I love the history they represent, even when Kasem announces the number ones on other charts and the radio stations that aired the show at that time. You would be surprised how many small town stations and old AM stations from back in the day that aired the program.

I am such a geek when it comes to the top 40 radio show, not so much for writing down the lists. I actually spent money on the Billboard magazine and they were NOT cheap. I wish I saved them.

EFloyd

July 2nd, 2009
5:40 pm

It is worth noting that the very first American top 40 program with Kasey Kasem was broadcast on July 4 1970.

I would really love it if XM ran the original first program from 1970 this weekend. Last weekend they ran one from 1974 and “billy Dont Be a Hero” was the number one song.

And I love the original cheezy but high tech(at the time) theme song.

SS

July 2nd, 2009
6:08 pm

Wow, that brings back some memories. I thought I was the only one who wrote down the songs every Sunday morning. We lived in NJ then and there was a new station like Star 94 that played pop hits who played the countdown on Sunday mornings. I loved Scooby Doo and every Sat morning sat down in front of the tv and watched my cartoons.

Getting Old

July 2nd, 2009
7:24 pm

When I was a kid in the 70’s my parents divorced and AT40 was what got me through the drive between my parents on the weekends. I too was a total junkie. Even though he has been off the air in Atlanta for years I am sad to hear of his retirement.

Complete Game

July 2nd, 2009
10:29 pm

Rodney, what is the real story on his infamous Snuggles blow-up? A bitter ex-engineer? Extortion? I’ve always wondered why there is no public reaction from him on what really happened on the infamous long distance dedication….

Tim Williams (Sydney, Australia)

July 3rd, 2009
2:44 am

Radio 2UW in Sydney (as it was then called) used to run Casey’s “American Top 40″ show in the late 1970s and early 1980s. I was a huge fan, and it was the only way we heard many of the American hits here in Australia because our radio programmers were so obsessed with maintaining a balance of English and American hits and keeping up the local Australian pop music content.
Every great career has to eventually come to an end, and it’s fitting that Casey Kasem should choose to bow out on the 4th. of July.
I’m sure I’m not the only Australian fan who would want to wish Casey well in his retirement.

Christopher Cook

July 3rd, 2009
10:45 am

77 years old and still voicing a teenager.

atl1000

July 3rd, 2009
12:04 pm

i remember listening to AT40 every weekend in west tennessee where i grew up, when the 4 hour countdown seemed to last forever and life was so easy and uncomplicated. it seems i can barely keep up with myself these days much less hear more than a handful of songs on a countdown, although i do manage to catch ‘american country countdown’ from time to time with kix brooks. i believe that show was created by casey as well.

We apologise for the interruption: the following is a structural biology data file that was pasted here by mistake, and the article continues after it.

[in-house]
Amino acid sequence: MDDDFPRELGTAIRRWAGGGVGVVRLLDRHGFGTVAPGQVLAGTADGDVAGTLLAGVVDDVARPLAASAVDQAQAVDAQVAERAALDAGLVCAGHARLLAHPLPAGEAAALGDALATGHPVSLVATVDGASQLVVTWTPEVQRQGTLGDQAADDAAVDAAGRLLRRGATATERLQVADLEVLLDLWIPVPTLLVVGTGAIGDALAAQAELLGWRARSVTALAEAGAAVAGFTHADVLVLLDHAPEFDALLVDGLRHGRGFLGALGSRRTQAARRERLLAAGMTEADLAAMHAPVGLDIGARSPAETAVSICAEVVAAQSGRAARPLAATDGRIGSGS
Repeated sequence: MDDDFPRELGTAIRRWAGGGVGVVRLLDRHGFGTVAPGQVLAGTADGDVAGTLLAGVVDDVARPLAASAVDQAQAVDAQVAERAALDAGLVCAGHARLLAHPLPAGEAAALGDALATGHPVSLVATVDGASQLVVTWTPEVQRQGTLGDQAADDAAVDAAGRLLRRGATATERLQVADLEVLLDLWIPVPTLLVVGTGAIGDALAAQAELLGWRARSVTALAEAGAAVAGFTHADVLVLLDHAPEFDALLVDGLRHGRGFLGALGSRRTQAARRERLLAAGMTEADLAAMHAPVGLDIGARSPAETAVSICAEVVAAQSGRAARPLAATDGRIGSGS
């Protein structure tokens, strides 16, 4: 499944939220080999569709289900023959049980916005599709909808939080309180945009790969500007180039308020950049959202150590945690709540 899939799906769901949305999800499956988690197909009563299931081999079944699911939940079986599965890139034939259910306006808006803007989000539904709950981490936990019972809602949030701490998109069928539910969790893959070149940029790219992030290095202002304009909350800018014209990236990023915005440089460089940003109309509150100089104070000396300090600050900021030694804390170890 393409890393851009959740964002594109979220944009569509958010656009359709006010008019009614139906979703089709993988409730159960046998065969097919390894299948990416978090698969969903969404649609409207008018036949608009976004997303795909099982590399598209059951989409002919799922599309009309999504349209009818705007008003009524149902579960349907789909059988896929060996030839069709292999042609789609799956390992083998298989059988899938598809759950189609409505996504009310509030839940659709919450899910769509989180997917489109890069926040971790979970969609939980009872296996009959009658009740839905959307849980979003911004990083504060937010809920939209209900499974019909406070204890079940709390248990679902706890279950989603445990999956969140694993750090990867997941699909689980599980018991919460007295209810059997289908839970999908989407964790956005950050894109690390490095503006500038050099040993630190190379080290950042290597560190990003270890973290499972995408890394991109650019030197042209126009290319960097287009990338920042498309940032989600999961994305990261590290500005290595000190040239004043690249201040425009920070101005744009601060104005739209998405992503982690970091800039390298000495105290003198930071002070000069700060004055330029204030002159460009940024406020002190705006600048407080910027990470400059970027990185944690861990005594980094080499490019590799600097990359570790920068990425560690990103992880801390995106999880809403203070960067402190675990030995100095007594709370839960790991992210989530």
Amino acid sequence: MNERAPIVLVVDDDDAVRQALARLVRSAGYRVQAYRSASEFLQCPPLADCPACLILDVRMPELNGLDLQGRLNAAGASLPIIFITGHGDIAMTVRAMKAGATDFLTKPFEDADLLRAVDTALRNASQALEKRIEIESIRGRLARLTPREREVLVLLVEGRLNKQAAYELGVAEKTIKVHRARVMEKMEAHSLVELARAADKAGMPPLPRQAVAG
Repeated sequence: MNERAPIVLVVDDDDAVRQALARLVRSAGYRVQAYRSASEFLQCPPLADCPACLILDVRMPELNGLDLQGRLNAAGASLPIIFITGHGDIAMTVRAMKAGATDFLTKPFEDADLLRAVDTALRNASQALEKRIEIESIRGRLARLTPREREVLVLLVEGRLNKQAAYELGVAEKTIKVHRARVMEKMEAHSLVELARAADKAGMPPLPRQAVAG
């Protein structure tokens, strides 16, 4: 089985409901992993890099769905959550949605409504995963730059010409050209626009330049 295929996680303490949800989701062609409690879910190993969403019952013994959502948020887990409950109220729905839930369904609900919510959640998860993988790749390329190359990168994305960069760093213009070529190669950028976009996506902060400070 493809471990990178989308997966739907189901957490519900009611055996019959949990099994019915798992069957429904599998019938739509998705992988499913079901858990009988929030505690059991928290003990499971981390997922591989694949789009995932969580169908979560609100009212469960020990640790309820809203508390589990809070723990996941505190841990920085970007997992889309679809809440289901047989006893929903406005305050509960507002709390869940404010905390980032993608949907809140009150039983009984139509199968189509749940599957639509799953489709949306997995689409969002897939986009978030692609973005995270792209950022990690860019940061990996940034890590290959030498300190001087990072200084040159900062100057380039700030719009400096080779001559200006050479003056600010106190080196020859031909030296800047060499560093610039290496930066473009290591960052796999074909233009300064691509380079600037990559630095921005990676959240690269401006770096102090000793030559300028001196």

Titans773

July 4th, 2009
3:38 pm

For all XM-Sirius folks, they did play the first AT 40 show from July 4, 1970 today (July 4, 2009). I think it replays one more time Sunday morning at 9 a.m. Eastern on Channel 7.

EFloyd

July 5th, 2009
1:24 am

Yes XM-Sirius did play the first AT40 from 1970

They do replay the show on Sundays at 9am and later Sunday nights around midnight.

I don’t know what episode they will play on the radio in Macon on Sunday morning at 7am, sometimes it is the same broadcast as what XM and Sirius offers, but that is not always the case. But if you can access WWW PEACH965 DOT COM around 7am on Sunday morning, you can hear the AT40 from the 1970’s between 7 and 10am with commercials and a few “extras” not heard on the Satalite radio broadcasts. The commercial radio verision is hosted by Casey Kasem’s son.

EFloyd

July 5th, 2009
7:27 am

In regards to my earlier posts, Actually the program being aired on “American Top 40 The 70s” is a special countdown broadcast of the top 40 women in songs (The 40 most popular girls in song during the rock and roll era), as in song titles featuring female names. I don’t know what year this was broadcast, but it had to be mid 1970’s as so far “Lady Marmalade” and “Lucy In the Sky With Diamonds” by Elton John have been heard.

I remember they always did a special countdown show on their anniversary weekend during the 4th of July in the 70s.

I am listening to the Sunday morning syndicated rebroadcast of Casey Kasem’s AT40 from the 1970’s on WPCH 96.5-102.5 in the Macon area.

hepwa

July 5th, 2009
11:56 am